Why is the Australian media promoting white nationalist ideas? | Jason Wilson | Australia news

Sky News Australia responded to the justified rage about them hosting neo-Nazi Blair Cottrell by suspending Adam Giles’s show. They’ll be hoping that this face-saving move means that we’ll forget it in a week.

But we shouldn’t. Not just because, as John Birmingham pointed out on Tuesday, Cottrell’s appearance is entirely consistent with Sky’s “after dark” business model. The network has very few regular viewers, but controversial guests garner it precious attention for a news cycle or two. We should keep it in mind because it is an element of a broader media phenomenon in Australia, in which News Corp properties have played a central role: the articulation of a much more forthright politics of white nationalism, underpinned by the idea that white people, everywhere, are under attack.

Just days before Cottrell’s Sky appearance, Sky presenter and Herald-Sun columnist Andrew Bolt penned a column on immigration which was, even by his standards, somewhat astonishing.

He warned that the Australian “us” was disappearing as a “tidal wave of immigrants sweeps away our national identity”. Bolt pointed to increasing numbers of Indian and Chinese immigrants – although the figures he used were questionable – and spoke of neighbourhoods which he claimed had relatively high proportions of Muslims, Chinese people, or Jews.

Though its ostensible topic was immigration, its criticisms of Indigenous people belled the cat.

He complained about “Aboriginal-only courts”, making it clear that for him, authentic Australian culture was white, English-speaking, and opposed to “multiculturalism”, languages other than English, and almost every conceivable identifiable migrant community.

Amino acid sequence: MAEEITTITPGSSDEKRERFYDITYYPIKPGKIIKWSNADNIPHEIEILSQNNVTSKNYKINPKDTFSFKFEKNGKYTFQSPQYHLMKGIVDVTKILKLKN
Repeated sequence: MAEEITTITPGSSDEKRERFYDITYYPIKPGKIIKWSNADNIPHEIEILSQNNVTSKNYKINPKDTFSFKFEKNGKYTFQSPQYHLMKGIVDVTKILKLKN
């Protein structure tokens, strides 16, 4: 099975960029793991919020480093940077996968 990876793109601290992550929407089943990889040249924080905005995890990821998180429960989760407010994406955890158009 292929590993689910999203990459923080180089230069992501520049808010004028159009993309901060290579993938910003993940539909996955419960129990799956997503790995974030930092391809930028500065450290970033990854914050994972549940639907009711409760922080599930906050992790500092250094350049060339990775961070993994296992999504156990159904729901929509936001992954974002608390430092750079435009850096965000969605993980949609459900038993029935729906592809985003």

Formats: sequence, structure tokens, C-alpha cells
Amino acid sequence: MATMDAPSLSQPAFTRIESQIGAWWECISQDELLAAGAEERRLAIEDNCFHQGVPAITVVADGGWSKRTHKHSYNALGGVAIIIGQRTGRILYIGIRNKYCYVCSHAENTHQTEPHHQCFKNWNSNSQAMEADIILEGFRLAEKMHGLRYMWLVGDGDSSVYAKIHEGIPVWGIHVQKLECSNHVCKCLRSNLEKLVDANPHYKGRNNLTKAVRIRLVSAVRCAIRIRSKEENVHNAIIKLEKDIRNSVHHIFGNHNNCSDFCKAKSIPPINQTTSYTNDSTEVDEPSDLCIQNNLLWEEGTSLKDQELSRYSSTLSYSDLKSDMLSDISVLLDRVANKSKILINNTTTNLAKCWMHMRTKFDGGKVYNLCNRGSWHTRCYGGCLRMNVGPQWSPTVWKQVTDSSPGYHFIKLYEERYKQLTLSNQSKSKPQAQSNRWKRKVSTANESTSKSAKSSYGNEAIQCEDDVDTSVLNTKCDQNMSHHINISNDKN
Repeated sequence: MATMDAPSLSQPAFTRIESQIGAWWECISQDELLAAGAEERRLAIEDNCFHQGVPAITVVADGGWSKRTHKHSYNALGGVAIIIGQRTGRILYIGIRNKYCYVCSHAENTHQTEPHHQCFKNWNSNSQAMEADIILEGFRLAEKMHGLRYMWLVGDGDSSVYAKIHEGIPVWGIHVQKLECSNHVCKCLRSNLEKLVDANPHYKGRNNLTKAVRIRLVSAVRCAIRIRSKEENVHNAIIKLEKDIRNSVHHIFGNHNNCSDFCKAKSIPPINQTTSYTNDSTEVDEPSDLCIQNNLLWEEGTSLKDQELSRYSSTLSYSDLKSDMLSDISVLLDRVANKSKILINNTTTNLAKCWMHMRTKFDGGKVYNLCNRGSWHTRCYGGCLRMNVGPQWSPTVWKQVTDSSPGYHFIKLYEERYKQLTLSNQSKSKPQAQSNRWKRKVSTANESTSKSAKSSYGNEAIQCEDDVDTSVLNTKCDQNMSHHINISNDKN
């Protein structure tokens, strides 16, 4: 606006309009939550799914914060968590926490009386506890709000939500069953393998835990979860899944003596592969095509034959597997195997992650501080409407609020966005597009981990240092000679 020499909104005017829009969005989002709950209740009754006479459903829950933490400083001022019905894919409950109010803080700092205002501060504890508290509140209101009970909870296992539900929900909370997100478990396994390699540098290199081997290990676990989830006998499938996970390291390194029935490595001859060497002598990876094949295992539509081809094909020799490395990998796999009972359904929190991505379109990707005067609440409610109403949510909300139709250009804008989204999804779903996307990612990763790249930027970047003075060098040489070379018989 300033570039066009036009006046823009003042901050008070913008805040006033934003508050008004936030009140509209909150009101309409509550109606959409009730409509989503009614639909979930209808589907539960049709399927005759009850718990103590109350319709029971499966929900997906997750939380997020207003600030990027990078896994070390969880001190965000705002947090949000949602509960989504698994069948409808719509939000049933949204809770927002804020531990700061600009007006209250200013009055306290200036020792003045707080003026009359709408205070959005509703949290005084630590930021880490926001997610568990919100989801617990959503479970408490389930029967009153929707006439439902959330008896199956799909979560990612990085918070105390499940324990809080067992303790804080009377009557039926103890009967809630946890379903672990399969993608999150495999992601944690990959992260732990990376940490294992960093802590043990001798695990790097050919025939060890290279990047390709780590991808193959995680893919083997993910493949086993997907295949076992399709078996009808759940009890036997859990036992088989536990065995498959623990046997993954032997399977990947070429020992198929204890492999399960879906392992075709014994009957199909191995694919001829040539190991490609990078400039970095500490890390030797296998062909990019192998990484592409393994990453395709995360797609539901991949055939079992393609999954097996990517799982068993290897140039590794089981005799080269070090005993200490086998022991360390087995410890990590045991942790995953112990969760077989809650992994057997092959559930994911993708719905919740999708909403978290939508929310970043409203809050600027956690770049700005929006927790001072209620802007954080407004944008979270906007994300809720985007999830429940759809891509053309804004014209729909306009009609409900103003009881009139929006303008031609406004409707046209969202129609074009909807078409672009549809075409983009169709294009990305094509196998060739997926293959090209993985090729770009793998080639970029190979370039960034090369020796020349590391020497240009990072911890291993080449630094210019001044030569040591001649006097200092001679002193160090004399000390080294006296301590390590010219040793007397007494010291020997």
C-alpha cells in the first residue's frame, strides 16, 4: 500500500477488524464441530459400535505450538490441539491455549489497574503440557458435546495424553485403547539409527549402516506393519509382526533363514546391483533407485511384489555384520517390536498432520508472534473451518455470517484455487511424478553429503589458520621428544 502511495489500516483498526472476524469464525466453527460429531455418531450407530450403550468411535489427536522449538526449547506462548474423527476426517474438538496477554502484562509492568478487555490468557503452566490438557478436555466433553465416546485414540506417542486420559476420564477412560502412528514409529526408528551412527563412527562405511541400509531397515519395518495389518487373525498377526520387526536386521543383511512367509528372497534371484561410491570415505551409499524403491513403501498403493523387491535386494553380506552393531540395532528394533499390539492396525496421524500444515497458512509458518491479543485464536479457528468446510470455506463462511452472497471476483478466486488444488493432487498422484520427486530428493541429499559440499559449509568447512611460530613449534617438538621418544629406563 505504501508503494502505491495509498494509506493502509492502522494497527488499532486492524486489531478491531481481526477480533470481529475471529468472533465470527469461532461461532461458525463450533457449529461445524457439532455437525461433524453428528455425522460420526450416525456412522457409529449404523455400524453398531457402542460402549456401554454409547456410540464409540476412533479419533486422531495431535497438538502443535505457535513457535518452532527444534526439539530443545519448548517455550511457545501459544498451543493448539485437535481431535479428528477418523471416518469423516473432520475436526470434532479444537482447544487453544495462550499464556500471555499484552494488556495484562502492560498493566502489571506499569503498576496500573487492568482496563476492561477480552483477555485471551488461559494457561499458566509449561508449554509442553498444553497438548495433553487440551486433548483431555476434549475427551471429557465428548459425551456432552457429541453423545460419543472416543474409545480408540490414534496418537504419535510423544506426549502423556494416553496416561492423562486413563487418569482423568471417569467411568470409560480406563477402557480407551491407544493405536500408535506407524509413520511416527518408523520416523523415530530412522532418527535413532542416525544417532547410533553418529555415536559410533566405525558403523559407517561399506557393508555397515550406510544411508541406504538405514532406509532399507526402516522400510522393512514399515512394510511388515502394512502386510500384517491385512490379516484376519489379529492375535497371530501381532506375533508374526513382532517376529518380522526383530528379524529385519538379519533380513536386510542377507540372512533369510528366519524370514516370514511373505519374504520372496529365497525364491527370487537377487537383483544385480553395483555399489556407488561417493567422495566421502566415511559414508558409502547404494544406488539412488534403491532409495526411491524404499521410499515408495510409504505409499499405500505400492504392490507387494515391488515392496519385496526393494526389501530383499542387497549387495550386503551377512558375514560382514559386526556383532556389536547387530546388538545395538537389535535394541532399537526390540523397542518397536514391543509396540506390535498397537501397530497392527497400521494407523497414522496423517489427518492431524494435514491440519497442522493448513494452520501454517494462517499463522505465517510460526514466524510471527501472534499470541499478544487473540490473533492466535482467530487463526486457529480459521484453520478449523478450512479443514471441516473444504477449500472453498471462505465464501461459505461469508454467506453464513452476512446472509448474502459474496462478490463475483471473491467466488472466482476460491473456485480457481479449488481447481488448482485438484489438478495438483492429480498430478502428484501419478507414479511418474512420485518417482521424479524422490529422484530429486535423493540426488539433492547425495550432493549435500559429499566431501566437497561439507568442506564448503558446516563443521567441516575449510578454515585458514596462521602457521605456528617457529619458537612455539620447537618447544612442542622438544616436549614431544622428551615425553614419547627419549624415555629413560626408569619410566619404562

It was a lurid tale of an implicitly white Australia under demographic attack, and among others, he blamed “activists, academics, and politicians” for imposing multiculturalism on an unwilling populace.

The idea of the “demographic replacement” of whites, and a conspiracy to bring it about, are central white nationalist claims.

Writing on similar recent arguments made by another News Corp star, Fox News’s Tucker Carlson, Slate’s Matthew Rosza argued that Carlson echoed white nationalist talking points.

“White nationalists”, Rosza wrote, “often oppose immigration from predominantly non-white countries on the grounds that the people who move to the United States from those nations will ultimately supplant white people in terms of political power.”

Bolt seems more concerned with cultural power but the concern about being supplanted is still evident.

Bolt’s stridency was noticed on social media, and Bolt was reported to the Press Council.

If he was bolder than usual last week, it may be because of recently hosting visiting Canadian far-right social media star Lauren Southern on his show. He was just one of many Sky presenters who offered her a friendly platform.

With notable exceptions, Southern received a warm reception from News Corp outlets, despite having been previously banned from the United Kingdom, and her wealth of connections on the far right.